Pompeo slams Biden’s actions in Afghanistan amid Taliban attacks

Former Secretary of State Mike Pompeo ripped President Biden over his administration’s “panicked” tactics in Afghanistan, saying in a TV interview that “weakness begets war” as Taliban fighters continue their lightning offensive to take over the country.

The former top US diplomat told Fox News’ Sean Hannity on Thursday night that the embattled country would not be falling to the insurgents if former President Donald Trump were still in power.

“It looks at best naïve and at worst ignorant. Weakness begets war, and you can see what weak leadership ultimately leads to,” Pompeo said, according to the US Sun.

The former Secretary of State also reminded viewers that Trump had vowed that the Taliban would not regain power during his administration.

A stranded Afghan family waits for the reopening of the Pakistan-Afghanistan border crossing point in Chaman on August 13, 2021, after the Taliban took control of the border town.
Taliban militants gather after taking control of Lashkar Gah, the provincial capital of Helmand, Afghanistan, on August 13, 2021.
Displaced Afghan people — who fled from the northern province due to battle between Taliban and Afghan security forces — receive free food distributed by Shiite men at Shahr-e-Naw Park in Kabul on August 13, 2021.

“We had a conditions-based plan for how we would get our young men and women back home,” Pompeo said.

“We were going to get our soldiers back, and we were going to make sure that this kind of thing you are seeing happened today could not happen, which is a breeding ground for what could potentially be terror attacks coming from this very place,” he said.

“I’ll never forget the president saying, You got two missions, Mike. We have got to have an orderly plan and execution of leadership to actually do that, and then, second, you’ve got to make sure that we are never attacked from this place,’” Pompeo added.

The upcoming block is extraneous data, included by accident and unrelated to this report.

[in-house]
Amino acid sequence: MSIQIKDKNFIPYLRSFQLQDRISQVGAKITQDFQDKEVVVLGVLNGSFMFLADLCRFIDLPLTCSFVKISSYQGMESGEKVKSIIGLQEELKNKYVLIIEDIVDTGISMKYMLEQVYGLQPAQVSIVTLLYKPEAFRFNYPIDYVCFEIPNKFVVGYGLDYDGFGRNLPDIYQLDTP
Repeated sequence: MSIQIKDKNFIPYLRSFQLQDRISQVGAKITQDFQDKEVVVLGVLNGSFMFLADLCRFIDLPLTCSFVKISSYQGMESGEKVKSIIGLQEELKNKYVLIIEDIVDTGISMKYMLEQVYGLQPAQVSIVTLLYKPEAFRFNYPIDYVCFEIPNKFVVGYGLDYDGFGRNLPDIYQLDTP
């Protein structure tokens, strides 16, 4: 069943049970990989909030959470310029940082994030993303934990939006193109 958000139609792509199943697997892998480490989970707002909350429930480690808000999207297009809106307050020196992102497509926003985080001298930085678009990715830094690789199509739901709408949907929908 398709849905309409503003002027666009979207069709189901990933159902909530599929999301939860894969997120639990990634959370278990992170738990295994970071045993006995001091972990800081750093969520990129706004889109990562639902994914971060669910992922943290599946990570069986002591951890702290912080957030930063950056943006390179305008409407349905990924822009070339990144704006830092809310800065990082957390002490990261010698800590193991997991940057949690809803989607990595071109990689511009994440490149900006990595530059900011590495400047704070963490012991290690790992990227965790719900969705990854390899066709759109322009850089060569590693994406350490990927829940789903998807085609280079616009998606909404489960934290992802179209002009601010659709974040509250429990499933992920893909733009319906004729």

Mike Pompeo called President Biden’s administration’s tactics in Afghanistan, “panicked.”

The former diplomat said a resurgence of the Taliban, which on Friday had captured three more provincial capitals, was a threat to the international community.

“We are now a little bit less than a month away from the 20th anniversary of when they came, when Al Qaeda came and attacked our homeland,” Pompeo said.

“We never want that to happen from Afghanistan again, so we had begun to prepare. We started to withdraw from our embassy in Kabul,” he said. “President Trump himself made clear to the Taliban leadership: touch an American and we are going to come hard and we are going to come fast.”

1,000 US troops will be sent to Qatar to help process visa applications from Afghan civilians who helped the US.

On Thursday, Biden ordered a large deployment of troops to help evacuate US Embassy staff from Kabul.

Pentagon spokesman John Kirby said that 3,000 US troops are going to reinforce the more than 600 US troops already working at or near the embassy. He said US officials didn’t want to “wait until it’s too late.

“This is a US decision by the commander in chief to reduce civilian personnel and to have US military personnel flow in to help with that reduction,” Kirby said.

Another 3,500 US troops will deploy to Kuwait as a “reserve force” and 1,000 more will go to Qatar to help process visa applications from Afghan civilians who helped the US, Kirby said.

US officials believe the Taliban could retake Kabul within months of Biden’s Aug. 31 deadline for removing most US troops from the country

Pompeo told Fox News in an earlier interview Thursday that the embassy was already starting to reduce staff last year and that he’s concerned that the deployment shows “a bit of panic.”

Taliban fighters stand over a damaged police vehicle along the roadside in Kandahar on August 13, 2021.
People stranded at the Pakistani-Afghan border wait to cross after it was reopened at Chaman, Pakistan on August 13, 2021.
Taliban fighters have captured Kandahar and Helmand, the two largest provinces in southern Afghanistan, and Ghor in the western part of the country.

“Big strategy depends on planning and execution,” he said. “I hope that they’ve got the right number of folks and they can get them there quickly. I hope that we can protect Americans in the way that the Trump administration had every intention of doing as we drew down our forces there.”

He said Trump made clear to Taliban leaders that any harm to Americans would come at a steep cost — even warning a lead negotiator of consequences “to your village.”

“I was also in the room when President Trump made very clear to Mullah Baradar, the senior Taliban negotiator, that if you threatened an American, if you scared an American and certainly if you hurt an American, that we would bring all American power to bear to make sure that we went to your village, to your house. We were very clear about the things we were prepared to do to protect American lives,” Pompeo said.

MIke Pompeo declared the steps taken by the Biden administration as “at best naïve and at worst ignorant.”

Biden took office in January with only 2,500 US troops in Afghanistan, meaning the new deployment will actually increase the number of American troops in the country in order to facilitate the pullout.

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